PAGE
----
• vitality (V)
  • social functioning (SF) – limitations in social activities due to physical or emotional problems
  • mental health (MH)
  • The preliminary results show that patients enter into upper cervical chiropractic care with a variety of mostly musculoskeletal complaints. At the outset of care, those patients have significantly lower health status, as measured by SF-36, than the general population. There is a general trend for patients to experience an upward trend in their perception of health as measured by both the SF-36 and the GWBS (global well-being score). Analysis of SF-36 scores showed improvement in all categories compared to the initial scores upon initial care. The average patient improvement was 12.1% within the first four weeks, and increased to 45.6% by maximum improvement. Overall, the chiropractic pa-tients on whom they had complete data improved on all subscales and show scores exceeding the national norms on four of the eight scales (GH, V, SF, MH). In addition, analysis of x-ray listing factors suggests that upper cervical chiropractic adjustment improves misalignment of the occipito-atlanto-axial spine. Although these results are encouraging many of our original questions go answered because of a lack of follow-up data. In addition, the sample size is too small; additional upper cervical chiropractic offices are needed as collection sites. Better tracking of patient attrition is required to assess the length of chiropractic care needed to reach maximum improvement for specific conditions.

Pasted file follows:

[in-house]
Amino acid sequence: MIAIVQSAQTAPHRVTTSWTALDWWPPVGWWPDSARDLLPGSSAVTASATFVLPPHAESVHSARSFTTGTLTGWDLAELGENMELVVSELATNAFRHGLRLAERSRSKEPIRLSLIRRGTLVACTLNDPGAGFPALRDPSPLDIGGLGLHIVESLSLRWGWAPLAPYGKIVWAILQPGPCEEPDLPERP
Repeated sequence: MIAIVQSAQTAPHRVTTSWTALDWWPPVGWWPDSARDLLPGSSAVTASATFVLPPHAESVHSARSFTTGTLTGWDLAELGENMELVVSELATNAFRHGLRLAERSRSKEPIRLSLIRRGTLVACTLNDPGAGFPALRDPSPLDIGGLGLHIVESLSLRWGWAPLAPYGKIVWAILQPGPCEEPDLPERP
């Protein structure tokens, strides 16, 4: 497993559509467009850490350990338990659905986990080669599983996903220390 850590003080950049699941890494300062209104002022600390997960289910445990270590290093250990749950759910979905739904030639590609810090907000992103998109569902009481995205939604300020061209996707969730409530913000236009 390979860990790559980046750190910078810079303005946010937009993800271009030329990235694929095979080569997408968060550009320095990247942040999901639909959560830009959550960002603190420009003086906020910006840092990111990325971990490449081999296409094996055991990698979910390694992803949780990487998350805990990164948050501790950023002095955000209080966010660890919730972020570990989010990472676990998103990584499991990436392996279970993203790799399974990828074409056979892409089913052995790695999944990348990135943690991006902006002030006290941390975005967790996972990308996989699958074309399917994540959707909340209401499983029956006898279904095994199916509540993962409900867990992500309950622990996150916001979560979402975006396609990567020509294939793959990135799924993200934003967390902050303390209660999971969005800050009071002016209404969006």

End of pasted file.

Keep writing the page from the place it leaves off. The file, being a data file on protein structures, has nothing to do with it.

4) Italian Study In 1987, a study of 17,142 patients (22 clinics) in Italy by medical physicians and chiropractors concluded:

  • The results of our survey presented herein, are clear and incontrovertible: our sample population of over seventeen thousand patients treated with chiropractic for at least two years showed that this treatment could lead to a 75-55% reduction in the number of daily absences from work and could cut down the number of hospitalized patients by 87.60% vis-à-vis other currently used forms of treatment (pharmacological, psysiokinesitherapic, surgical, etc.)